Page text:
As we close in on another #CurvaonTour (it’s normally Caps, but I’ll get into that later) adventure into Portland, or as is sometimes referred to as Lower Cascadia, I always struggle with the question, “Why do you guys (Caps fans) have 3 supporters groups?” As we all know, in Portland, it’s just the Timbers Army whereas Curva Collective, RCB and Vancouver Southsiders make up the supporters landscape in Vancouver.
It’s a tough question to answer without coming across as being anti Southsider or Curva or RCB. At some point, you will, either intentionally or not. My generic response is something like, “well, up there, people have a choice” and I go onto explain the biggest differences between the groups. Even when members of all 3 groups unite along with other travelling supporters under the Voyageurs banner (supporters group for the Canadian National Teams), it still feels rather fractured at times. Perhaps that’s just my own club level prejudices coming through. To the untrained ear, and less educated fan, they may not know any different.
To some, player feedback often dictates how well a supporters group is embraced, whether that’s where the player celebrates a goal that was scored, or do they acknowledge every corner of the stadium. On that, I call garbage. Each player will celebrate a goal wherever they feel like it. Most, when possible, like to acknowledge loved ones, wherever they may be seated, or they’ll love the club logo on their kit. That choice is personal, and to insinuate something else, is trying to play the victim when there isn’t one.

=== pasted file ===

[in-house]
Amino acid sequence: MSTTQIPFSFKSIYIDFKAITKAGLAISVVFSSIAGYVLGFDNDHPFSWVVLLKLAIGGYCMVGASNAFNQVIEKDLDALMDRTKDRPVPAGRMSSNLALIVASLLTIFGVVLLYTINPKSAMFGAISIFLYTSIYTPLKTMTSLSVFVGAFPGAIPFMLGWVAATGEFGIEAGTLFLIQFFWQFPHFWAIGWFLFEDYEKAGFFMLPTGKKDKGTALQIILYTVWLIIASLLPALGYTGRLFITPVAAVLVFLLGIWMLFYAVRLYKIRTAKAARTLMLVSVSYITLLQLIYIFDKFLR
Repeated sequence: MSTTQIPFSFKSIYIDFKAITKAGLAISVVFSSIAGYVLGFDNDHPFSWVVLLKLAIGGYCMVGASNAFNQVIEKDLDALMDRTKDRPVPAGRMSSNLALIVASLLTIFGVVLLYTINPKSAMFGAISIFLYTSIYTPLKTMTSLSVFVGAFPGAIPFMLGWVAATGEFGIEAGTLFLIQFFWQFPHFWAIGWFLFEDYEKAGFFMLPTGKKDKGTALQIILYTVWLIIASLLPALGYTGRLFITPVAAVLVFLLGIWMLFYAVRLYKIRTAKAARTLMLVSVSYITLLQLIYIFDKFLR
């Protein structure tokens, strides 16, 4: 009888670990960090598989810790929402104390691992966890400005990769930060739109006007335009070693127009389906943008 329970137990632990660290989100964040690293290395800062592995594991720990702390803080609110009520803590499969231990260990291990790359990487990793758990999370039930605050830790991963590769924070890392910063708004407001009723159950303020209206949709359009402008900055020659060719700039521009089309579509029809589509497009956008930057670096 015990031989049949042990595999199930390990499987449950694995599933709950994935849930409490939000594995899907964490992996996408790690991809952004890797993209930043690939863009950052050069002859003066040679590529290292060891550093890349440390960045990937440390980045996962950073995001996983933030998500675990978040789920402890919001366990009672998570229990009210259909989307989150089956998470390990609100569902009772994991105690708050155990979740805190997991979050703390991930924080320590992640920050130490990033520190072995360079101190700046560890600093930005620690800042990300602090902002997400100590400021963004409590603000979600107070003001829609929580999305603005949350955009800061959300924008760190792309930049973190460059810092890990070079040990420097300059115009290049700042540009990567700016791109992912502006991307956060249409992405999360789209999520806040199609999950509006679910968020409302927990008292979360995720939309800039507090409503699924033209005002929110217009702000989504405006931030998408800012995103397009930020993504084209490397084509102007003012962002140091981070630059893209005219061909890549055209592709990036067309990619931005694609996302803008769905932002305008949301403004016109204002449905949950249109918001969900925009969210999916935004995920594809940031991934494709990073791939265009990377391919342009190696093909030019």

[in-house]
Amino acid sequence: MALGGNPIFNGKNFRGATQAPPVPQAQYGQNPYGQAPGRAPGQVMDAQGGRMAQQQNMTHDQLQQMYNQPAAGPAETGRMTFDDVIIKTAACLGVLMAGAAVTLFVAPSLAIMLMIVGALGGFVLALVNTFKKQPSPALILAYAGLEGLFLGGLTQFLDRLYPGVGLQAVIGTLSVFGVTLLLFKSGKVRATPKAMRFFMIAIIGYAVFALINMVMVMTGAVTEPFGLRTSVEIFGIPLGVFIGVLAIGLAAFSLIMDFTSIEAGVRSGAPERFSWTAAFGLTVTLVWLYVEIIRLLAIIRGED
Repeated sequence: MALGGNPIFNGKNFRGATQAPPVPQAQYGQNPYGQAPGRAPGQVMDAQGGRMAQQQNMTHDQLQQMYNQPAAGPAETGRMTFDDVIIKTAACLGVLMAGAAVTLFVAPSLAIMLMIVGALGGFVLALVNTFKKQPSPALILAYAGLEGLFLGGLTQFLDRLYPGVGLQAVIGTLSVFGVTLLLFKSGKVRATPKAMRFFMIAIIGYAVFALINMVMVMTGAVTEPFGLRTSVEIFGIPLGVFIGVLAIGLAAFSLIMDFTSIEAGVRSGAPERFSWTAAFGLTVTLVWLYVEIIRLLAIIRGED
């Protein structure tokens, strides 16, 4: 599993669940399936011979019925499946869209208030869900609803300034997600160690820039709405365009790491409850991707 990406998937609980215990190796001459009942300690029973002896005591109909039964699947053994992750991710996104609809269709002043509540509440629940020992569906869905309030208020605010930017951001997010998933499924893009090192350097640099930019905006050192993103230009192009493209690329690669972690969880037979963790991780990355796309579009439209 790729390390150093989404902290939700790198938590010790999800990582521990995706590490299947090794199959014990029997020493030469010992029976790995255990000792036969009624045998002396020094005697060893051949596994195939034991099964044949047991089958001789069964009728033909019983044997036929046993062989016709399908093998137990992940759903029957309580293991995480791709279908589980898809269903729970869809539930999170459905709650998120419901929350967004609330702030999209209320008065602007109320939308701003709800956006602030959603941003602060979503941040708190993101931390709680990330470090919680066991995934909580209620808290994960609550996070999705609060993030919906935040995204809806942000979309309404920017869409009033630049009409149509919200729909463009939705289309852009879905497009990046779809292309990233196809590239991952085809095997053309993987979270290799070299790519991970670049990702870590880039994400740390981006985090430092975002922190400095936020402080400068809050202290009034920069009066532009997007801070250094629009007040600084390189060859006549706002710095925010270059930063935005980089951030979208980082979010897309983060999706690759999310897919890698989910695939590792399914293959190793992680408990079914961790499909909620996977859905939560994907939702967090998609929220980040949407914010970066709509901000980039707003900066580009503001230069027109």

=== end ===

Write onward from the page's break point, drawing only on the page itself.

As some of you know, I also double as a photographer for Curva Collective. My primary function is to capture our various tifo displays, be it a simple two-stick (banner being supported by 2 pvc poles) or 40ft by 40ft display, requiring multiple poles and multiple people to display it. I also photograph the game, in various aspects, for any potential promotional material that may be required. As such, I do get access that not everyone else does. I see things that others don’t. I am incredibly grateful that I do have this access to the players that I do. Some recognize me, some don’t. Even the smallest gesture, be it a tap on the shoulder, a wink or a wave is often enough reciprocal action on their part to remind me that supporter efforts do not go unnoticed.
Whether you’re a member of one of the Vancouver or Seattle groups or the Timbers Army (Portland), shouldn’t we all just be thankful that we’re given an opportunity to do something on a weekly basis that some might only get to do once in their life?